On Friday, Jan. 28, 2022, at approximately 6:40 a.m., the Fern Hollow Bridge – which carried roughly 14,000 vehicles a day, connecting major areas of Pittsburgh, Pennsylvania – collapsed about 100 feet into a ravine.  Miraculously, no one was killed but about 10 people received injuries.  The bridge had received “poor” ratings for the past 10 years from inspectors, and was included in plans to be rehabilitated, but not for another five to seven years.

As the shock wears off, the impact on victims and families processed, and the physical work of cleanup and reclamation begins, next come the questions about liability and who is responsible for the costs involved in the aftermath.

In the case of the Surfside collapse, there may be issues surrounding the property insurance and the possibility of Director & Officer claims directed at the Condo board.  Regarding the Fern Hollow Bridge, various municipal bodies and agencies may face insurance investigations and subsequent litigation.  In each instance, warnings about potential failures of the respective structures had been issued, and corrective plans made, but none had been performed in time to prevent a collapse.

One thing may be more certain than anything else, however – claims of this scope will trigger enhanced underwriting by the marketplace.

Your organization may not necessarily face the same level of disaster as Surfside or Fern Hollow, but there may be identifiable risks in play nonetheless.  Once they have been identified and a plan to alleviate them has been developed, it is wise to implement those plans sooner than later, as much as practically and financially possible.

For more information on these matters and how to properly prepare, contact the professionals at The Reschini Group today.


Copyright 2022 The Reschini Group

The Reschini Group provides these updates for information only, and does not provide legal advice.  To make decisions regarding insurance matters, please consult directly with a licensed insurance professional or firm.

How Safe is Safe?: The Impact of COVID on Employer Practices Liability

In addition to the multiple and myriad changes already introduced to the business community by COVID-19, employers may now add possible increased liability and costs, perhaps ironically due to policies instituted to help stem the spread of the virus.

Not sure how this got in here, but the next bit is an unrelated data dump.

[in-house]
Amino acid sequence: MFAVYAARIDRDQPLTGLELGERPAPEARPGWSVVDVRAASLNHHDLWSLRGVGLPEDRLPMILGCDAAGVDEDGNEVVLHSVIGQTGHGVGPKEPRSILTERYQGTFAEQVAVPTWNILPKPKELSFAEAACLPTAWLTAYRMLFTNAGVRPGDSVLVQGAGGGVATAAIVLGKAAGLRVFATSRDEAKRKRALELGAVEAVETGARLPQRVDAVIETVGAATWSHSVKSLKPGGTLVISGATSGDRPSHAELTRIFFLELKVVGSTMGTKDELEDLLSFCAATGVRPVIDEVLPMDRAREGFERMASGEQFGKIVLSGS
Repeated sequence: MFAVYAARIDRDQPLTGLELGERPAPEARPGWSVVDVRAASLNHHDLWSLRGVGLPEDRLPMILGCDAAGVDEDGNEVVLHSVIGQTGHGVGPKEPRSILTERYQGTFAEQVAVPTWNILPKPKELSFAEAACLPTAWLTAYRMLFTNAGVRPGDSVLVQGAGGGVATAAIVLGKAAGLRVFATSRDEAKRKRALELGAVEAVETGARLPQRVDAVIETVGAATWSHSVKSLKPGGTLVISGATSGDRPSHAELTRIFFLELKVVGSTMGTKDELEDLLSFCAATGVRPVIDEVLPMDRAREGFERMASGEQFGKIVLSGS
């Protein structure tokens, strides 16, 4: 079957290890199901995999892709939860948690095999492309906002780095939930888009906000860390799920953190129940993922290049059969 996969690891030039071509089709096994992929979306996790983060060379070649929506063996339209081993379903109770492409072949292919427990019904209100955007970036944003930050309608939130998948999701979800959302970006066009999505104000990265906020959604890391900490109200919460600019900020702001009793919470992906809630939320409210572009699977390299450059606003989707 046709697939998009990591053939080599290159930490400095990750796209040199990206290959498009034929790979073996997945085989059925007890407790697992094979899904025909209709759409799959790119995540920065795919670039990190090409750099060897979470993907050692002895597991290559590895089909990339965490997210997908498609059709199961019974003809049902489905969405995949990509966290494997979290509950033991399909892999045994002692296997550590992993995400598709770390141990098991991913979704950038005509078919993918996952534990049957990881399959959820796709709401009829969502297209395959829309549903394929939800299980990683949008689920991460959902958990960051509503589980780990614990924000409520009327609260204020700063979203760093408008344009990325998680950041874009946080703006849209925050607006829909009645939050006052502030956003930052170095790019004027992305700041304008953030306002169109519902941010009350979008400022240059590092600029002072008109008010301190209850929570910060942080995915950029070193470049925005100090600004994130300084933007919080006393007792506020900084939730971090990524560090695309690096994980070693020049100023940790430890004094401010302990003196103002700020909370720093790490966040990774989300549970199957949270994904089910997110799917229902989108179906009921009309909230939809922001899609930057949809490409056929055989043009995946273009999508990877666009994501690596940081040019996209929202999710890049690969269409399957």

According to a 2021 report conducted in part by the Insurance Information Institute, employers need to be aware of the impact of the pandemic, particularly a shift in the burden of proof onto the employer for certain types of claimants and the changing exposure from people working from home.

Workers compensation saw five consecutive years through 2019 where that line of business posted an underwriting gain, but the institute-sponsored study said that trend could change with COVID-19.  Employer practices liability insurance (EPLI) – separate from workers compensation – has the potential to feel an impact from the pandemic, as well.

Mask-wearing mandates, vaccination or regular COVID testing requirements, increased flexibility and the associated variables of home-based work, plus similar pandemic safeguards, may fall prey to varying levels of adherence.

This lack of clarity has the potential for coverage-related issues, should employees become infected and require ongoing treatment for the virus.  Similarly, this uncertainty feeds into the increased premium costs for employers to adequately protect their businesses.

As new variants of the COVID virus develop and spread – even as vaccines become more refined and effective – the pandemic will continue to have wide, deep, and continuous ripple effects on all aspects of business, including EPLI and workers compensation insurance.

For more information on these matters and how to properly prepare, contact the professionals at The Reschini Group today.


Copyright 2022 The Reschini Group

The Reschini Group provides these updates for information only, and does not provide legal advice.  To make decisions regarding insurance matters, please consult directly with a licensed insurance professional or firm.

Source: https://www.iii.org/press-release/recession-pandemic-to-affect-p-c-underwriting-results-new-triple-i-milliman-report-shows-081320